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of ardent spirits consumed in the land. Even now, no small proportion of the deaths which annually make up our national bills of mortality, are cases of those who have been brought to an untimely end, and who have, directly or indirectly, fallen victims to the deleterious influence of ardent spirits; fulfilling, with fearful accuracy, the prediction, “the wicked shall not live out half their days.” As the jackal follows the lion, to prey upon the slain, so do disease and death wait 'on the footsteps of inebriation. The free and universal use of intoxica. ting liquors, for a few centuries, cannot fail to bring down our race from the majestic, athletic forms of our fathers, to the similitude of a despicable and puny race of men. Already the commencement of the decline is manifest, and the consum. mation of it, should the causes continue, will not linger.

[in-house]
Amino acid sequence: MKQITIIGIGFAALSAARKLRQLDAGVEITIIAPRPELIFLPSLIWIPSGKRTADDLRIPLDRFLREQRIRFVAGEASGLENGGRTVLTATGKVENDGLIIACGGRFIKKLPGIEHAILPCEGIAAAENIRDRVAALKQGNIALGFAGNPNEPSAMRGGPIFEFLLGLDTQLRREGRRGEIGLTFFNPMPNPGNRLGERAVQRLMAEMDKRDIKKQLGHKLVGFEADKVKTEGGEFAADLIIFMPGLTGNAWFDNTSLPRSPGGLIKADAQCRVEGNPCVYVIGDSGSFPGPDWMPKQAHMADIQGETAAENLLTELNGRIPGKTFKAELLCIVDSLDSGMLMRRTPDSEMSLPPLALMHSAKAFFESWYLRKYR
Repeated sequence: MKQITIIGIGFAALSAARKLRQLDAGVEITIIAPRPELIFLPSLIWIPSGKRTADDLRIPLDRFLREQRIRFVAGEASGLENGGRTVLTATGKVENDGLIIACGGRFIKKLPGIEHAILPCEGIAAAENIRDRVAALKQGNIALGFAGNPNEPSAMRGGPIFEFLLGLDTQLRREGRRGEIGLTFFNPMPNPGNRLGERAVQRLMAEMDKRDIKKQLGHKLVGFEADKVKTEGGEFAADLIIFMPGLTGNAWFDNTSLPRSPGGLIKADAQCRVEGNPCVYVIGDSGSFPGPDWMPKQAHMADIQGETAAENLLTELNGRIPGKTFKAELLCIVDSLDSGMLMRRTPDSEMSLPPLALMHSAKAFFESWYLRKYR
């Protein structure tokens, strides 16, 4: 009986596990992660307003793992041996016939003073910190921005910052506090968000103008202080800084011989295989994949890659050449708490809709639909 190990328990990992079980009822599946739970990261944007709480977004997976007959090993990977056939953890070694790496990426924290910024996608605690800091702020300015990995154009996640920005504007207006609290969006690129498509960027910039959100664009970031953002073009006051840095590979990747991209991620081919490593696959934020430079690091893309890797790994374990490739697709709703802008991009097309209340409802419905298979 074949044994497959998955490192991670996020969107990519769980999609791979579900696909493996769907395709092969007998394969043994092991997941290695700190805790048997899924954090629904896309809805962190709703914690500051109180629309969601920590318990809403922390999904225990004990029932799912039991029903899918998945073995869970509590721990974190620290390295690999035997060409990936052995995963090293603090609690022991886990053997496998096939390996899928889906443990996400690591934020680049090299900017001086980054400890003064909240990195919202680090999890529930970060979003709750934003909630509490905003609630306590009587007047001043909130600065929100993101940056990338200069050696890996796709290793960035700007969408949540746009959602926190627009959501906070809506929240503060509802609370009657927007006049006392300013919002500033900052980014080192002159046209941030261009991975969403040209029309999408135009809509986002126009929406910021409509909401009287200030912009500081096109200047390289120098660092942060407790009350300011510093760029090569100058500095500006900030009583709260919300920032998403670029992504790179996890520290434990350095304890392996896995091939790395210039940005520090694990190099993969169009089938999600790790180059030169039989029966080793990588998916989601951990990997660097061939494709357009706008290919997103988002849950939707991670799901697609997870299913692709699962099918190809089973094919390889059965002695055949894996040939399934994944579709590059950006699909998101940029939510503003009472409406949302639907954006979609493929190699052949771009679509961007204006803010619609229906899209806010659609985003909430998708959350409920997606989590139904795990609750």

3. The injurious influence of general intemperance upon national intellect, is equally certain, and not less to be deprecated.

To the action of a powerful mind, a vigorous muscular frame is, as a general rule, indispensable. Like heavy ordnance, the mind, in its efforts, recoils on the body, and will soon shake down a puny frame. The mental action and physical reaction must be equal,-or finding her energies unsustained, the mind itself becomes discouraged, and falls into despondency and imbecility. The flow of animal spirits, the fire and vigor of the imagination, the fullness and power of feeling, the comprehension and grasp of thought, the fire of the eye, the tones of the voice, and the electrical energy of utterance, all depend upon the healthful and vigorous tone of the animal system; and by whatever means the body is unstrung, the spirit languishes.